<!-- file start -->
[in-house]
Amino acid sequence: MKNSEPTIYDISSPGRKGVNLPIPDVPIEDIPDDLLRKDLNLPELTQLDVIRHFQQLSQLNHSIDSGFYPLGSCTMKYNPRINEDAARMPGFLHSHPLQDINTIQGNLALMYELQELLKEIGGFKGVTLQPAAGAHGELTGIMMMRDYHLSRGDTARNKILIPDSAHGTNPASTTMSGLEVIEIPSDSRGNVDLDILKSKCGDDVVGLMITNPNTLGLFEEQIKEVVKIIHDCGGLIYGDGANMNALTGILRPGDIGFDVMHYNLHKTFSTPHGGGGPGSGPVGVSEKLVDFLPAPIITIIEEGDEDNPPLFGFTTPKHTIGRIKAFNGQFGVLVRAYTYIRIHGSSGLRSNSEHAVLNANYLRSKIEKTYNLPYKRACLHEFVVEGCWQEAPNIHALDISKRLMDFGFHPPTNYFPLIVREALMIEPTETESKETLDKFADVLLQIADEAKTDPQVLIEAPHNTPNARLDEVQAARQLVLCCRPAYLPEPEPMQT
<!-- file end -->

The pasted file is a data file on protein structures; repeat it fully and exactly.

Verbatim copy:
[in-house]
Amino acid sequence: MKNSEPTIYDISSPGRKGVNLPIPDVPIEDIPDDLLRKDLNLPELTQLDVIRHFQQLSQLNHSIDSGFYPLGSCTMKYNPRINEDAARMPGFLHSHPLQDINTIQGNLALMYELQELLKEIGGFKGVTLQPAAGAHGELTGIMMMRDYHLSRGDTARNKILIPDSAHGTNPASTTMSGLEVIEIPSDSRGNVDLDILKSKCGDDVVGLMITNPNTLGLFEEQIKEVVKIIHDCGGLIYGDGANMNALTGILRPGDIGFDVMHYNLHKTFSTPHGGGGPGSGPVGVSEKLVDFLPAPIITIIEEGDEDNPPLFGFTTPKHTIGRIKAFNGQFGVLVRAYTYIRIHGSSGLRSNSEHAVLNANYLRSKIEKTYNLPYKRACLHEFVVEGCWQEAPNIHALDISKRLMDFGFHPPTNYFPLIVREALMIEPTETESKETLDKFADVLLQIADEAKTDPQVLIEAPHNTPNARLDEVQAARQLVLCCRPAYLPEPEPMQT